Are only members of mainstream religions protected from discrimination?

Question: I am a member of a small church outside of town. We live together on an old farm, rising early in the morning for prayer and chores and gathering in the evening for prayer and Bible study. Some of us were formerly affiliated with the local Protestant church, but we found that we believed in a more rigorous integration of our religious beliefs with our daily lives. Our founder leads us in interpreting the Bible and living in accordance with its teachings. I have worked for several years at a hardware store in town, but the store owner fired me last week, after learning about my church affiliation. He said I belong to a "cult" and that he wouldn't support us by paying me wages any longer. Can he fire me just because my religious beliefs are not traditional?

Answer: If you are protected from discrimination based on your religion, then you may not be fired for your religious beliefs, whether those beliefs are mainstream or not. Whether a belief is religious is not determined by how many people hold it. Instead, it is determined by the nature of the belief.

Title VII of the Civil Rights Act of 1964 protects employees from discrimination based on religion, among other things. This federal law applies to private employers with at least 15 employees. If your employer is smaller, your state or local discrimination laws might protect you; some apply to employers with fewer employees. (To find out more about your state's law, select it from the list at Nolo's page  Your Rights Against Workplace Discrimination and Harassment.)

If you are protected by federal, state, or local law, your employer may not make job decisions based on your religious beliefs. This means, for example, that you may not be demoted because you are Jewish, fired because you are a Muslim, or harassed because you are Catholic.

But these laws don't protect only those who are members of large, established religions. Organized religions are protected, but so are new religious groups, small groups, and even groups others would deem a cult, sect, or fringe organization. As long as your beliefs are "religious," rather than, for example, political, artistic, or a matter of personal preference, you are protected.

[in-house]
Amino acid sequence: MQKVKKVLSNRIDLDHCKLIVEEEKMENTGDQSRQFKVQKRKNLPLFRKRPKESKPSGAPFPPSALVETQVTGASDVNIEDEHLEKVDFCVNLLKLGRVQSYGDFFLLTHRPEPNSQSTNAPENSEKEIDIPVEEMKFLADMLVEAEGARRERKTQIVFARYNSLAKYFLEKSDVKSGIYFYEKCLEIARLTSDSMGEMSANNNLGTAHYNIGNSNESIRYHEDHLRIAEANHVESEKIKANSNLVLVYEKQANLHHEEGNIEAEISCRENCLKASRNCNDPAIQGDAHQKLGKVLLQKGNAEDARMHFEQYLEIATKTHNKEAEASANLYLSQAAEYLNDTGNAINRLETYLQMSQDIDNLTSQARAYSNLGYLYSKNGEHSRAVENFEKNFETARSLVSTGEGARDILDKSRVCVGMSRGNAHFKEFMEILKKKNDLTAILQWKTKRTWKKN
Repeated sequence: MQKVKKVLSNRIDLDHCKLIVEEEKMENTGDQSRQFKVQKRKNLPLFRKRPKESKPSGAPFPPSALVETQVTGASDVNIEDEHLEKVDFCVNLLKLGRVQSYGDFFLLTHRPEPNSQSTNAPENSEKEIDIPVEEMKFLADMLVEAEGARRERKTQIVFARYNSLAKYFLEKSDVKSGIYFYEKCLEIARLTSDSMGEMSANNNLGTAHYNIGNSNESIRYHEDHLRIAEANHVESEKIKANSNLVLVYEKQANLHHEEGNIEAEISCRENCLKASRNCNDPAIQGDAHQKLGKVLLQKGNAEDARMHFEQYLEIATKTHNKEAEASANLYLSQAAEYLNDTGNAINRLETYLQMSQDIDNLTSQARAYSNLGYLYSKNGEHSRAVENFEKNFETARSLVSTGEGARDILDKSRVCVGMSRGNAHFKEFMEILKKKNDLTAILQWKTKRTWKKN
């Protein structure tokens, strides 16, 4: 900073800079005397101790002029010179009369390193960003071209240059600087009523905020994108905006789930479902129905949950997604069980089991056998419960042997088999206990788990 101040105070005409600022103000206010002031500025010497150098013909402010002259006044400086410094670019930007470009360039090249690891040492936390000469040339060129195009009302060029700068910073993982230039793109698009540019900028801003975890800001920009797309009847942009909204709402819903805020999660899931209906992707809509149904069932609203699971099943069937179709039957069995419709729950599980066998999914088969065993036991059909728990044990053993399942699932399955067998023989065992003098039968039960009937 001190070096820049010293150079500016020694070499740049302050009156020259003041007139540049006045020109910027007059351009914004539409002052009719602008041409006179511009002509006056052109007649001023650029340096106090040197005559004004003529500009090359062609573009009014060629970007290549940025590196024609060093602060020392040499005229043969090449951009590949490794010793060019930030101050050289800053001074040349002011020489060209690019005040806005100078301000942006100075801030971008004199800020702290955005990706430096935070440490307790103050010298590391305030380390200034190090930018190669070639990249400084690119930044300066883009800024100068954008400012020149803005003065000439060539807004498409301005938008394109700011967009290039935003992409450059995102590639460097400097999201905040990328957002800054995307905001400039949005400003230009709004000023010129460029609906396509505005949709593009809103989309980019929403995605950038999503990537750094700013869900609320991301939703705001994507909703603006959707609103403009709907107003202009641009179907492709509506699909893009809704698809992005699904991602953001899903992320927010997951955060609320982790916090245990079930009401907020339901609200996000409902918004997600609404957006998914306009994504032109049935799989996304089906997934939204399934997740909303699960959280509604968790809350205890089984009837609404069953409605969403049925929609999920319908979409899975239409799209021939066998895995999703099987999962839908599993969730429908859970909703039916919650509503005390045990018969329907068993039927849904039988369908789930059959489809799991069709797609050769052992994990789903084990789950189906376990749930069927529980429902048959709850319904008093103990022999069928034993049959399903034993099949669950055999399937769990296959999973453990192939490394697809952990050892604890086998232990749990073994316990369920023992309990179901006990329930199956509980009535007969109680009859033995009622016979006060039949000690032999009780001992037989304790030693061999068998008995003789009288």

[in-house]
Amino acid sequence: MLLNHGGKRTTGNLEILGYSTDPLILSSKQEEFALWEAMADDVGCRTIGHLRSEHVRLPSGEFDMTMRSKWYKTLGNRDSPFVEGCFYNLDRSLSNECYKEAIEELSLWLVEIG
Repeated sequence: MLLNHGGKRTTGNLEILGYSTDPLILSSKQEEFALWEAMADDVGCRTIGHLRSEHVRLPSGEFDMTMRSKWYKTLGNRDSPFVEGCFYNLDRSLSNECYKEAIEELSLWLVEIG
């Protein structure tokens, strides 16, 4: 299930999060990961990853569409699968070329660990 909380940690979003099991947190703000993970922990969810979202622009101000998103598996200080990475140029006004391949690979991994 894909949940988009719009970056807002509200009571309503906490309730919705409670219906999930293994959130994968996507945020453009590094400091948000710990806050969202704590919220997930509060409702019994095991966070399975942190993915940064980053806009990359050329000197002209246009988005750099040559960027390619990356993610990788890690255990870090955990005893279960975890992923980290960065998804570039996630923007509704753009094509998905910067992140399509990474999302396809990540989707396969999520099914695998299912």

So what makes a belief religious in nature? The Equal Employment Opportunity Commission (EEOC), the federal agency that interprets and enforces Title VII, has said that religious beliefs concern "ultimate" matters, such as life, death, and the purpose of existence. They are sincere ethical, moral beliefs about right and wrong, held with the same strength as traditional religious convictions.

Not all sincere, strongly held moral views are religious though. For example, a vegetarian may believe passionately that eating animals is immoral and unethical, or unhealthy. However, without some notion of a divine command or higher purpose to eschew meat, this would not be a religious belief.

As you can see, there are some grey areas in these definitions, owing partly to the difficulty of defining precisely what religion and religious belief are and what makes them different from strongly held personal beliefs. In your situation, however, no such grey areas seem to exist. Although you are not a member of a large organized religion, your religious beliefs involve prayer and interpretation of the Bible. Certainly, others may not agree with your views. But it would be difficult to argue that they are not religious in nature. If you are unable to convince the store owner to take you back, visit your local EEOC or state fair employment practices agency and speak to them about filing a discrimination charge.

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